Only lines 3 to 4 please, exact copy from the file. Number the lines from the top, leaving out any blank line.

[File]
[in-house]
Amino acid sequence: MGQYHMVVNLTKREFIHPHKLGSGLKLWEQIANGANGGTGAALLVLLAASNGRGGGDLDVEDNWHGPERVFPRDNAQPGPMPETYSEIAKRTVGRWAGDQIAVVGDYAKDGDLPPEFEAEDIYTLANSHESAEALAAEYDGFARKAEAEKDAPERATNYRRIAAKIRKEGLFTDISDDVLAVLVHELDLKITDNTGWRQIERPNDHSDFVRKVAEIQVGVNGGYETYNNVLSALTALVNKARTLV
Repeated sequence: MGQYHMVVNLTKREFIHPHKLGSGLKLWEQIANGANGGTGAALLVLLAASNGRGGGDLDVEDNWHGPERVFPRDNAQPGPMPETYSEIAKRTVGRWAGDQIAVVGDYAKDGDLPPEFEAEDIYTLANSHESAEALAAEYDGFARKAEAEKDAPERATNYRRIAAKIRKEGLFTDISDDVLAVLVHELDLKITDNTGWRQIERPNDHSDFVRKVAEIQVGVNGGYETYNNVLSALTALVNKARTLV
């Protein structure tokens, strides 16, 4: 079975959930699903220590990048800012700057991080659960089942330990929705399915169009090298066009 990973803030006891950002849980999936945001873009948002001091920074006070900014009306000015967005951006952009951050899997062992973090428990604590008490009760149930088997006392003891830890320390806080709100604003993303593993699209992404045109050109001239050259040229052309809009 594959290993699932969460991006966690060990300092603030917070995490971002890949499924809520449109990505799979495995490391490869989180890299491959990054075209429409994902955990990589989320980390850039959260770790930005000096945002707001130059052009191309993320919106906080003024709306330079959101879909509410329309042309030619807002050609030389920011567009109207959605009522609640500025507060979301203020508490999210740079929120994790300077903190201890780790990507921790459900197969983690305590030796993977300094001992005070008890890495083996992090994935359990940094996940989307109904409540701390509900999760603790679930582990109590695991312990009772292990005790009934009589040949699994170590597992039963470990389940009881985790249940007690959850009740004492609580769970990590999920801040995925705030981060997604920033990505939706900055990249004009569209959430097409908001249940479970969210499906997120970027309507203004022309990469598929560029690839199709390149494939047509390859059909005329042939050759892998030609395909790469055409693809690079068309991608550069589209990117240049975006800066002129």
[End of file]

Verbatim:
Repeated sequence: MGQYHMVVNLTKREFIHPHKLGSGLKLWEQIANGANGGTGAALLVLLAASNGRGGGDLDVEDNWHGPERVFPRDNAQPGPMPETYSEIAKRTVGRWAGDQIAVVGDYAKDGDLPPEFEAEDIYTLANSHESAEALAAEYDGFARKAEAEKDAPERATNYRRIAAKIRKEGLFTDISDDVLAVLVHELDLKITDNTGWRQIERPNDHSDFVRKVAEIQVGVNGGYETYNNVLSALTALVNKARTLV
């Protein structure tokens, strides 16, 4: 079975959930699903220590990048800012700057991080659960089942330990929705399915169009090298066009 990973803030006891950002849980999936945001873009948002001091920074006070900014009306000015967005951006952009951050899997062992973090428990604590008490009760149930088997006392003891830890320390806080709100604003993303593993699209992404045109050109001239050259040229052309809009 594959290993699932969460991006966690060990300092603030917070995490971002890949499924809520449109990505799979495995490391490869989180890299491959990054075209429409994902955990990589989320980390850039959260770790930005000096945002707001130059052009191309993320919106906080003024709306330079959101879909509410329309042309030619807002050609030389920011567009109207959605009522609640500025507060979301203020508490999210740079929120994790300077903190201890780790990507921790459900197969983690305590030796993977300094001992005070008890890495083996992090994935359990940094996940989307109904409540701390509900999760603790679930582990109590695991312990009772292990005790009934009589040949699994170590597992039963470990389940009881985790249940007690959850009740004492609580769970990590999920801040995925705030981060997604920033990505939706900055990249004009569209959430097409908001249940479970969210499906997120970027309507203004022309990469598929560029690839199709390149494939047509390859059909005329042939050759892998030609395909790469055409693809690079068309991608550069589209990117240049975006800066002129």